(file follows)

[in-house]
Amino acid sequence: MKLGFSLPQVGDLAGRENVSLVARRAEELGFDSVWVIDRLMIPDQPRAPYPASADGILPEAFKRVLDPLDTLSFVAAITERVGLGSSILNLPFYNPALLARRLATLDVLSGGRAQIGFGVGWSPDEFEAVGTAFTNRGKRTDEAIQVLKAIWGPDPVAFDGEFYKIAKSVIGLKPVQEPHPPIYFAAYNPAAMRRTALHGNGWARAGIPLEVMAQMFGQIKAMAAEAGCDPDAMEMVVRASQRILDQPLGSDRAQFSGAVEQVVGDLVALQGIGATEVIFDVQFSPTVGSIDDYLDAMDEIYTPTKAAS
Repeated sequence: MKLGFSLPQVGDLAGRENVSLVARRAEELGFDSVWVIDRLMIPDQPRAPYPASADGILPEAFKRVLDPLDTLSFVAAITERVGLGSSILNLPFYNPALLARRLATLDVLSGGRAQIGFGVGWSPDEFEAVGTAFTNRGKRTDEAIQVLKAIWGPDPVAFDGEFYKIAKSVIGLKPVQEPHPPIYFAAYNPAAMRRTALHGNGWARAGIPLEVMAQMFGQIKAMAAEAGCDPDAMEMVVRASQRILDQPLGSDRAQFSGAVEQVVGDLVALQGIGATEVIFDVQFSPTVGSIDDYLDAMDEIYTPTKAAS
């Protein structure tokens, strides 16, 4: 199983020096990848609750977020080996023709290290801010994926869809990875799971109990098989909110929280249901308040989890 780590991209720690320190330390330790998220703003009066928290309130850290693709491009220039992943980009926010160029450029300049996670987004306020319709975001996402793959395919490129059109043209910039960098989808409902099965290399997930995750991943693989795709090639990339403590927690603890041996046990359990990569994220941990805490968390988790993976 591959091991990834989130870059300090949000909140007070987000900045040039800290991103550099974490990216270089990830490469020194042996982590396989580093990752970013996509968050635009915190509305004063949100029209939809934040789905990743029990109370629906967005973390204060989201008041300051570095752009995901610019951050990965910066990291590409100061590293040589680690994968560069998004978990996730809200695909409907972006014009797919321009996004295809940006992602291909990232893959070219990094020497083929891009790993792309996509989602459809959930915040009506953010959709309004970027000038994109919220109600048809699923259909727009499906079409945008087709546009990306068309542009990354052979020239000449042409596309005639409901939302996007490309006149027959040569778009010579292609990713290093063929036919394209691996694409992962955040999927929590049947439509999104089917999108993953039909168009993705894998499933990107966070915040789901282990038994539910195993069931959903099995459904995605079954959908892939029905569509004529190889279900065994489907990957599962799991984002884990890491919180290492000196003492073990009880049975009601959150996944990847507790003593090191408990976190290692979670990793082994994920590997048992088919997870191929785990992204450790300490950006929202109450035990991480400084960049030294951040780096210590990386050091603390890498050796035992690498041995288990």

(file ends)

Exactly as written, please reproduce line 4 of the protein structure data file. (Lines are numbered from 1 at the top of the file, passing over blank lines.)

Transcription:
């Protein structure tokens, strides 16, 4: 199983020096990848609750977020080996023709290290801010994926869809990875799971109990098989909110929280249901308040989890 780590991209720690320190330390330790998220703003009066928290309130850290693709491009220039992943980009926010160029450029300049996670987004306020319709975001996402793959395919490129059109043209910039960098989808409902099965290399997930995750991943693989795709090639990339403590927690603890041996046990359990990569994220941990805490968390988790993976 591959091991990834989130870059300090949000909140007070987000900045040039800290991103550099974490990216270089990830490469020194042996982590396989580093990752970013996509968050635009915190509305004063949100029209939809934040789905990743029990109370629906967005973390204060989201008041300051570095752009995901610019951050990965910066990291590409100061590293040589680690994968560069998004978990996730809200695909409907972006014009797919321009996004295809940006992602291909990232893959070219990094020497083929891009790993792309996509989602459809959930915040009506953010959709309004970027000038994109919220109600048809699923259909727009499906079409945008087709546009990306068309542009990354052979020239000449042409596309005639409901939302996007490309006149027959040569778009010579292609990713290093063929036919394209691996694409992962955040999927929590049947439509999104089917999108993953039909168009993705894998499933990107966070915040789901282990038994539910195993069931959903099995459904995605079954959908892939029905569509004529190889279900065994489907990957599962799991984002884990890491919180290492000196003492073990009880049975009601959150996944990847507790003593090191408990976190290692979670990793082994994920590997048992088919997870191929785990992204450790300490950006929202109450035990991480400084960049030294951040780096210590990386050091603390890498050796035992690498041995288990």